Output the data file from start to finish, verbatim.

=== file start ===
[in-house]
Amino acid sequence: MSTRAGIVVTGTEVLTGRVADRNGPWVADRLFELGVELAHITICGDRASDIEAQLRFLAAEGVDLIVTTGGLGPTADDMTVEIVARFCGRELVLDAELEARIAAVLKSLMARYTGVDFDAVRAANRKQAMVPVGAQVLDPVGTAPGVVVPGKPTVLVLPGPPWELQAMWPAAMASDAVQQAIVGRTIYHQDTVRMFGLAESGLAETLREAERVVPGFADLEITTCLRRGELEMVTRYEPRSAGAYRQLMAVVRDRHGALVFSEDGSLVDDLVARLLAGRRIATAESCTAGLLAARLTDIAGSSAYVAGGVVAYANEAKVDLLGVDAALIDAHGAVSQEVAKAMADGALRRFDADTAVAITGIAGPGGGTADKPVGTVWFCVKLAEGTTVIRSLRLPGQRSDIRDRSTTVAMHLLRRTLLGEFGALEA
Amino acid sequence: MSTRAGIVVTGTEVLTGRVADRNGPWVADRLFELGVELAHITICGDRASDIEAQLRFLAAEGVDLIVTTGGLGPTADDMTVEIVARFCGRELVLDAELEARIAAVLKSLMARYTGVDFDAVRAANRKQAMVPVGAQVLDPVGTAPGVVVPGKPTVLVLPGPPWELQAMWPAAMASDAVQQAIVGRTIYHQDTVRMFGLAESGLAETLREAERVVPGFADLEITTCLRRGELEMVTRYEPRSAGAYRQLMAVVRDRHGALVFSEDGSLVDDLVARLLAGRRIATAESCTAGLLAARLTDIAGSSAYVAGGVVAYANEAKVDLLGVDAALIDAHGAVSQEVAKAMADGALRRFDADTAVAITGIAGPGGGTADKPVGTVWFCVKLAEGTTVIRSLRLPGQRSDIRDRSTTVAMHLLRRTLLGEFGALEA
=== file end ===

[in-house]
Amino acid sequence: MSTRAGIVVTGTEVLTGRVADRNGPWVADRLFELGVELAHITICGDRASDIEAQLRFLAAEGVDLIVTTGGLGPTADDMTVEIVARFCGRELVLDAELEARIAAVLKSLMARYTGVDFDAVRAANRKQAMVPVGAQVLDPVGTAPGVVVPGKPTVLVLPGPPWELQAMWPAAMASDAVQQAIVGRTIYHQDTVRMFGLAESGLAETLREAERVVPGFADLEITTCLRRGELEMVTRYEPRSAGAYRQLMAVVRDRHGALVFSEDGSLVDDLVARLLAGRRIATAESCTAGLLAARLTDIAGSSAYVAGGVVAYANEAKVDLLGVDAALIDAHGAVSQEVAKAMADGALRRFDADTAVAITGIAGPGGGTADKPVGTVWFCVKLAEGTTVIRSLRLPGQRSDIRDRSTTVAMHLLRRTLLGEFGALEA
Amino acid sequence: MSTRAGIVVTGTEVLTGRVADRNGPWVADRLFELGVELAHITICGDRASDIEAQLRFLAAEGVDLIVTTGGLGPTADDMTVEIVARFCGRELVLDAELEARIAAVLKSLMARYTGVDFDAVRAANRKQAMVPVGAQVLDPVGTAPGVVVPGKPTVLVLPGPPWELQAMWPAAMASDAVQQAIVGRTIYHQDTVRMFGLAESGLAETLREAERVVPGFADLEITTCLRRGELEMVTRYEPRSAGAYRQLMAVVRDRHGALVFSEDGSLVDDLVARLLAGRRIATAESCTAGLLAARLTDIAGSSAYVAGGVVAYANEAKVDLLGVDAALIDAHGAVSQEVAKAMADGALRRFDADTAVAITGIAGPGGGTADKPVGTVWFCVKLAEGTTVIRSLRLPGQRSDIRDRSTTVAMHLLRRTLLGEFGALEA